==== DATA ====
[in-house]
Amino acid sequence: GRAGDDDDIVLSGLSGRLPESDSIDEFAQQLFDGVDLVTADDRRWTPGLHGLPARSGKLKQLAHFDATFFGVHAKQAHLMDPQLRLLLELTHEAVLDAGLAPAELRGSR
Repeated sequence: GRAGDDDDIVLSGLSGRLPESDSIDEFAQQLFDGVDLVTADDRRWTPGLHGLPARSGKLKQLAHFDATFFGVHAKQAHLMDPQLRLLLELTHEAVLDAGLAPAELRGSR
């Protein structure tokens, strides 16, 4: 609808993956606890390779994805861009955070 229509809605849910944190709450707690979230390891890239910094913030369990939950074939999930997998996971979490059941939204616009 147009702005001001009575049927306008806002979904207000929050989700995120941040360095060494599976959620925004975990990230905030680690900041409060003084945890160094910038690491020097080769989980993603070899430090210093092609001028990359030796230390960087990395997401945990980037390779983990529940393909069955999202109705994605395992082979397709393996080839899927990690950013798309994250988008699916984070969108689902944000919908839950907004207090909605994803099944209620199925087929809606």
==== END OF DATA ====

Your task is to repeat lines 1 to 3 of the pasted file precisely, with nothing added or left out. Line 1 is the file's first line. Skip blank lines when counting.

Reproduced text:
[in-house]
Amino acid sequence: GRAGDDDDIVLSGLSGRLPESDSIDEFAQQLFDGVDLVTADDRRWTPGLHGLPARSGKLKQLAHFDATFFGVHAKQAHLMDPQLRLLLELTHEAVLDAGLAPAELRGSR
Repeated sequence: GRAGDDDDIVLSGLSGRLPESDSIDEFAQQLFDGVDLVTADDRRWTPGLHGLPARSGKLKQLAHFDATFFGVHAKQAHLMDPQLRLLLELTHEAVLDAGLAPAELRGSR